Tax season is here! Review your 401(k) deferrals, IRA contributions and consider Roth IRAs. Review gifting and tax deductions. Let us know if we can be helpful with getting information or reviewing your return for planning purposes.

Happy New Year,


Links are being provided for information purposes only. Raymond James is not affiliated with and does not endorse, authorize or sponsor any of the listed websites or their respective sponsors. Raymond James is not responsible for the content of any website or the collection or use of information regarding any website's users and/or members.

Past performance may not be indicative of future results. Expressions of opinions are as of this date and are subject to change without notice. Any opinions are those of Sherri Stephens and not necessarily those of RJFS or Raymond James. Stephens Wealth Management Group is independent of RJFS.

The information contained in this report does not purport to be a complete description of the securities, markets, or developments referred to in this material. The information has been obtained from sources considered to be reliable, but we do not guarantee that the foregoing material is accurate or complete. Any information is not a complete summary or statement of all available data necessary for making an investment decision and does not constitute a recommendation. Investing involves risk and investors may incur a profit or a loss regardless of strategy selected.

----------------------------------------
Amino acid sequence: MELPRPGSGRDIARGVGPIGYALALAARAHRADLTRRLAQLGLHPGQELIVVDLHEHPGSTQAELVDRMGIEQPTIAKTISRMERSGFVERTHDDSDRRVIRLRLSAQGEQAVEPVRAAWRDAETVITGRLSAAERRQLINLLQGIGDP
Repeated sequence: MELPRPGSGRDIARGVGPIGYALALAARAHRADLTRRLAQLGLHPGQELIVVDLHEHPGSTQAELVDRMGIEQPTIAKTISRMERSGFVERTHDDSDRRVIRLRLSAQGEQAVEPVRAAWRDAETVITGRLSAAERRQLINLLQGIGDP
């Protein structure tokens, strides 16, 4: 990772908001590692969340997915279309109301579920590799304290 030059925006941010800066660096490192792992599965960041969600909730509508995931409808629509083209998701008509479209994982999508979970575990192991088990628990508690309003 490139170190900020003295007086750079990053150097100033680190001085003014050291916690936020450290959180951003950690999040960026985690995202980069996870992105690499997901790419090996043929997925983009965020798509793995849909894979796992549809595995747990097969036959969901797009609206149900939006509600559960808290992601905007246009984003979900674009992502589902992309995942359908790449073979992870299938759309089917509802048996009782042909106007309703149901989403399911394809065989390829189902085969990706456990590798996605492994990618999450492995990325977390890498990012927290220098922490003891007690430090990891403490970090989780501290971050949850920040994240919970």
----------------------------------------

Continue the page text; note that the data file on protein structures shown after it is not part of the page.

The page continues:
Diversification does not ensure a profit or guarantee against a loss. International investing involves special risks, including currency fluctuations, differing financial accounting standards, and possible political and economic volatility. You should discuss any tax or legal matters with the appropriate professional.

Financial Market Update* Year-to-date change as of December 31, 2015
S&P 500 Index 1.38%
Morningstar Commodities
Broad Basket Category -23.97%
MSCI EAFE US$ (International) -0.81%
Barclay US Aggregate Bond 0.55%
*Indexes are for illustrative purposes only. One cannot invest directly in any index. Assumes dividends are reinvested.
Source: Morningstar

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Links are being provided for information purposes only. Raymond James is not affiliated with and does not endorse, authorize or sponsor any of the listed websites or their respective sponsors. Raymond James is not responsible for the content of any website or the collection or use of information regarding any website's users and/or members.